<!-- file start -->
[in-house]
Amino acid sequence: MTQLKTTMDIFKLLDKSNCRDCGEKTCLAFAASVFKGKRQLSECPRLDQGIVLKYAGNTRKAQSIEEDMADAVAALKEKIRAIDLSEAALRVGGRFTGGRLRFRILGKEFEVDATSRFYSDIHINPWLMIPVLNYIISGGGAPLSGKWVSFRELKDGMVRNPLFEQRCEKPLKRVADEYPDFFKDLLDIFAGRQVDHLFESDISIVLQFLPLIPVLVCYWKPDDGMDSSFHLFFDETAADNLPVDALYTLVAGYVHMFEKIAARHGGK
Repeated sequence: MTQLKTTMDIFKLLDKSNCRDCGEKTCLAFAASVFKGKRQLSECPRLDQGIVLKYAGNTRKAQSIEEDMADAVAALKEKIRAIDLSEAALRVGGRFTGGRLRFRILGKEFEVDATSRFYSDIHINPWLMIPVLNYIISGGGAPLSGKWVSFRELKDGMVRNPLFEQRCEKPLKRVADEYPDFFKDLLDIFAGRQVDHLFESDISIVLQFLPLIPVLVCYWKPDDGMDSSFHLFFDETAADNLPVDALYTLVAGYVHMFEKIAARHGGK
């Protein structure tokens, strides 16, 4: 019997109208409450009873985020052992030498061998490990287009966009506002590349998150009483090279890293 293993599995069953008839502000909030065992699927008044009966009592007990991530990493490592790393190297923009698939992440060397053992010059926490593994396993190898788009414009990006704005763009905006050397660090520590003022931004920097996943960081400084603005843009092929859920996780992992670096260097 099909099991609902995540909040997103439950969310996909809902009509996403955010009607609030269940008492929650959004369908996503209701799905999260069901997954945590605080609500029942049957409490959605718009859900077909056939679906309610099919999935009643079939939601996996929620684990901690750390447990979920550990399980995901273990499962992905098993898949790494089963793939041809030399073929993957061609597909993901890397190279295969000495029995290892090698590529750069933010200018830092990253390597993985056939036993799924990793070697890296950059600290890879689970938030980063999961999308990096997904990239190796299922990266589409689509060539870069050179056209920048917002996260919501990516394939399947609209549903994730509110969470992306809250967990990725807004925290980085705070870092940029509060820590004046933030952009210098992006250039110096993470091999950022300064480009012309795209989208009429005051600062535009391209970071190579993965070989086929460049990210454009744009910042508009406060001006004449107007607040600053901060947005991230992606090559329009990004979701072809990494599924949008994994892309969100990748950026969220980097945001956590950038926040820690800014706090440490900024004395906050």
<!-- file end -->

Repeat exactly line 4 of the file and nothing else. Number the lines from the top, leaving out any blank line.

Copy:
């Protein structure tokens, strides 16, 4: 019997109208409450009873985020052992030498061998490990287009966009506002590349998150009483090279890293 293993599995069953008839502000909030065992699927008044009966009592007990991530990493490592790393190297923009698939992440060397053992010059926490593994396993190898788009414009990006704005763009905006050397660090520590003022931004920097996943960081400084603005843009092929859920996780992992670096260097 099909099991609902995540909040997103439950969310996909809902009509996403955010009607609030269940008492929650959004369908996503209701799905999260069901997954945590605080609500029942049957409490959605718009859900077909056939679906309610099919999935009643079939939601996996929620684990901690750390447990979920550990399980995901273990499962992905098993898949790494089963793939041809030399073929993957061609597909993901890397190279295969000495029995290892090698590529750069933010200018830092990253390597993985056939036993799924990793070697890296950059600290890879689970938030980063999961999308990096997904990239190796299922990266589409689509060539870069050179056209920048917002996260919501990516394939399947609209549903994730509110969470992306809250967990990725807004925290980085705070870092940029509060820590004046933030952009210098992006250039110096993470091999950022300064480009012309795209989208009429005051600062535009391209970071190579993965070989086929460049990210454009744009910042508009406060001006004449107007607040600053901060947005991230992606090559329009990004979701072809990494599924949008994994892309969100990748950026969220980097945001956590950038926040820690800014706090440490900024004395906050």